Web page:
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Union Pacific railroad chugs past weather challenges to deliver 14 percent jump in 1Q profit

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OMAHA, Nebraska — The harsh winter didn't keep Union Pacific railroad from delivering 14 percent higher quarterly profit as it hauled more agricultural, industrial and coal shipments.

The Omaha, Nebraska, based railroad said Thursday that it generated $1.09 billion in net income, or $2.38 per share, in the first quarter. That's up from $957 million, or $2.03 per share, a year ago.

Union Pacific's revenue grew 7 percent to $5.64 billion.

Analysts surveyed by FactSet expected Union Pacific to report earnings per share of $2.37 on $5.7 billion in revenue.

Union Pacific officials are optimistic about the year ahead. "There's still a lot of year ahead of us, but we are seeing signs of gradual economic improvement, and we're encouraged by the opportunities it presents," said Jack Koraleski, Union Pacific's chairman and CEO. The number of carloads railroads carry is considered an indicator of the health of the overall economy.

Weather will be a factor in Union Pacific's results. Agriculture shipments vary based on the size of the harvest. Utilities burn more coal during a hot summer to satisfy electricity demand for air conditioning. Higher demand for coal would boost coal shipments.

This winter's cold slowed railroad traffic nationwide, although Union Pacific appeared to handle the weather challenges better than eastern railroad CSX, which reported a 14 percent drop in quarterly profit earlier this week.

Koraleski said the results reflect the investments Union Pacific has made in its network, but the railroad was also fortunate that the worst of storms struck elsewhere.

"I think the investment in our infrastructure and the condition of our infrastructure paid huge dividends for us, and maybe we had a little luck as well," Koraleski said.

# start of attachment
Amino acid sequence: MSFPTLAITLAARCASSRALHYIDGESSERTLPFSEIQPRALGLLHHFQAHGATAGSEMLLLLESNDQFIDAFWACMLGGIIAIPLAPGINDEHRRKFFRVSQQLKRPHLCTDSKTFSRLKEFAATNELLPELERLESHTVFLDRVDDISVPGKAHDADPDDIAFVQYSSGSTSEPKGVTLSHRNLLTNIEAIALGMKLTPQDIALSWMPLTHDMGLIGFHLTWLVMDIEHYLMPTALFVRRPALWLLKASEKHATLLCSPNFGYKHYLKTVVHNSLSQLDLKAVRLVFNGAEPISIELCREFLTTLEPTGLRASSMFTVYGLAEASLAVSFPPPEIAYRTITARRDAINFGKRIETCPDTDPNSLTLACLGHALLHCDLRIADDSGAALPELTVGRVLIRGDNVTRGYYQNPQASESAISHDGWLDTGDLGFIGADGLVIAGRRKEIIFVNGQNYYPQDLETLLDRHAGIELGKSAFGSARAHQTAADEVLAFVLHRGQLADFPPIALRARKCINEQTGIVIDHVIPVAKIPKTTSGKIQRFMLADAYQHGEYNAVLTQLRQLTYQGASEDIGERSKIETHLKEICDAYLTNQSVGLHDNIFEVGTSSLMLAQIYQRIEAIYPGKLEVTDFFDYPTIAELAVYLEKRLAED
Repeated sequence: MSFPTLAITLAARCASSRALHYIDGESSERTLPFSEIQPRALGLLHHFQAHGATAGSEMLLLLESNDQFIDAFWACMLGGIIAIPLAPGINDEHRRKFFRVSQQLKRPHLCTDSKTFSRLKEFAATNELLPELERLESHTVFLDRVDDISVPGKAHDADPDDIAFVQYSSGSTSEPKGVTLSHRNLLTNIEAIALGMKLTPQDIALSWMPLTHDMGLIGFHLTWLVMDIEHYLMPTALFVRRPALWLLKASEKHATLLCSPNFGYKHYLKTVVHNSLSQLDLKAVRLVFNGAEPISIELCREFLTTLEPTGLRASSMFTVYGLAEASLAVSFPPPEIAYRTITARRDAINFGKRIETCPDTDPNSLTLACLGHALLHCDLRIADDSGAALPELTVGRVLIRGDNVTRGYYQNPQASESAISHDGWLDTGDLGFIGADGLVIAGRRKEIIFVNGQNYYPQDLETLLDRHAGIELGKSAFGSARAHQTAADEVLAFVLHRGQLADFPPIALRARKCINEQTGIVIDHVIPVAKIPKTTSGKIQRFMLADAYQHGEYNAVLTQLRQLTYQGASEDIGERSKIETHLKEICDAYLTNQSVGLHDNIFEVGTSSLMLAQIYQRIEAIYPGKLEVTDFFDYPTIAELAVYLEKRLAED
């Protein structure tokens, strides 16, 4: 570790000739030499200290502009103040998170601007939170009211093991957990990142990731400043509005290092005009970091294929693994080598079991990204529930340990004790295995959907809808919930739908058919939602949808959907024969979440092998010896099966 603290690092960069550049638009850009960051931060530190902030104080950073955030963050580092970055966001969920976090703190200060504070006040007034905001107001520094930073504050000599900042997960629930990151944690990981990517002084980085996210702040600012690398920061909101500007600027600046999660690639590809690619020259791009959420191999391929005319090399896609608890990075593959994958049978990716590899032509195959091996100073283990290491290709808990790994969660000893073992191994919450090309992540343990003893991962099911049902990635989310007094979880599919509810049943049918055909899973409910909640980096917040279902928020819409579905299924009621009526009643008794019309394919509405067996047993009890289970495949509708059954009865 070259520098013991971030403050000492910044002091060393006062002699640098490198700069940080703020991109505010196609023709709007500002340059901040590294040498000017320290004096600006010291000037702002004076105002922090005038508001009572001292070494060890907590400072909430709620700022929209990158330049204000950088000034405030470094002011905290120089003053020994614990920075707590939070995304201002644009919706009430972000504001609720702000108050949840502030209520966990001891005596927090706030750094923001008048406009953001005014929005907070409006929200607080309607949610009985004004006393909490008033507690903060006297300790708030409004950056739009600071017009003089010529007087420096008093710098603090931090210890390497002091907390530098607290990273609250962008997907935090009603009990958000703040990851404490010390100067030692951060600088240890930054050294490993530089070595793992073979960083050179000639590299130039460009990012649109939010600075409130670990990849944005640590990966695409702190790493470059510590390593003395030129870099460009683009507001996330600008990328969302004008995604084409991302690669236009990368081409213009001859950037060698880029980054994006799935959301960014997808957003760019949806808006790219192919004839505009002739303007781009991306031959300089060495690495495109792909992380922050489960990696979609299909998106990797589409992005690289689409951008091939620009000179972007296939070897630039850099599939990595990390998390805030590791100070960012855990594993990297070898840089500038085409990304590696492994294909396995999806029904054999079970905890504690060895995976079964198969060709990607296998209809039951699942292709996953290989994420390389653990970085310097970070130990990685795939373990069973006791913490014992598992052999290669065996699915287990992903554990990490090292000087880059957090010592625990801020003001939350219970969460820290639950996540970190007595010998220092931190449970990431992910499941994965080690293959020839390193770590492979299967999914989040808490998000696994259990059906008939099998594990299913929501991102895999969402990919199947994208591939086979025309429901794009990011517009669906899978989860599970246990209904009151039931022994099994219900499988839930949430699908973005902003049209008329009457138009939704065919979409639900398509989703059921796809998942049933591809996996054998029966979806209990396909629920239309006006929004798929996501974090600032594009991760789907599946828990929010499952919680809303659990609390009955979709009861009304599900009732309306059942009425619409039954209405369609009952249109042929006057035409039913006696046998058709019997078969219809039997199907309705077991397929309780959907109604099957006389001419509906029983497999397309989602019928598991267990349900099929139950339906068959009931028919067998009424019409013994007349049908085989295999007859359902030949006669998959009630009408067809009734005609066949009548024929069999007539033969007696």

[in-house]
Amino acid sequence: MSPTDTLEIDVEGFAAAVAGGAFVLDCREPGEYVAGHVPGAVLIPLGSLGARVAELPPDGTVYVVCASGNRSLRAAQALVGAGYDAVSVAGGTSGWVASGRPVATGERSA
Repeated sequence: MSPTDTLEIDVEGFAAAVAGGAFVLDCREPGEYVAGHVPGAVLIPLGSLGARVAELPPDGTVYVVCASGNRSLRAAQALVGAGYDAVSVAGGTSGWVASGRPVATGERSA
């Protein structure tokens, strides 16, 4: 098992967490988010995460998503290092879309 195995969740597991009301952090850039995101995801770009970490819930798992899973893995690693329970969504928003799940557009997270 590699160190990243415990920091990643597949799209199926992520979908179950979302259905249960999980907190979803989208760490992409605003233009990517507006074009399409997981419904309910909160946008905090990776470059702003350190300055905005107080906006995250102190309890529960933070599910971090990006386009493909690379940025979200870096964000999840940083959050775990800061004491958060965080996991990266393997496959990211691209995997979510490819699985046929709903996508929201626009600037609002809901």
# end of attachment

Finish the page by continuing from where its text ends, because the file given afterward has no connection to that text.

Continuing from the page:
Union Pacific added 550 employees and 600 locomotives during the first quarter because the cold temperatures forced it to use shorter trains and shift some switching operations to different locations. That contributed to expenses growing 3 percent to $3.78 billion.

Union Pacific said its average train speed slowed 7 percent to 24.5 mph and the average amount of time freight cars sat in rail yards grew 12 percent to 30.7 hours during the quarter. That pace is improving as winter winds down and the backlog is reduced.

Edward Jones analyst Logan Purk said Union Pacific's results were impressive given the severe weather.

"It speaks to their ability to run an efficient railroad," Purk said.

Union Pacific hauled 5 percent more carloads of freight in the quarter. Agricultural shipments grew 13 percent to lead all freight categories but industrial products improved 9 percent and coal shipments grew 7 percent.

Coal demand has been weak for several years as some utilities switched from coal to natural gas to take advantage of relatively low natural gas prices.

Union Pacific Corp. operates 32,400 miles of track in 23 states from the Midwest to the West and Gulf coasts.

Its stock slipped 47 cents to $187.68 in midday trading Thursday.


Follow Josh Funk online at http://www.twitter.com/funkwrite


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Union Pacific Corp.: http://www.up.com

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PHOTO: A Union Pacific engine sits in a railway yard Thursday, Oct. 27, 2005 file photo taken in Salt Lake City.  Union Pacific Corp., the largest U.S. rail freight carrier, will report first quarter earnings later Thursday April 17, 2014. (AP Photo/Douglas C. Pizac, File)

A Union Pacific engine sits in a railway yard Thursday, Oct. 27, 2005 file photo taken in Salt Lake City. Union Pacific Corp., the largest U.S. rail freight carrier, will report first quarter earnings later Thursday April 17, 2014. (AP Photo/Douglas C. Pizac, File)

 

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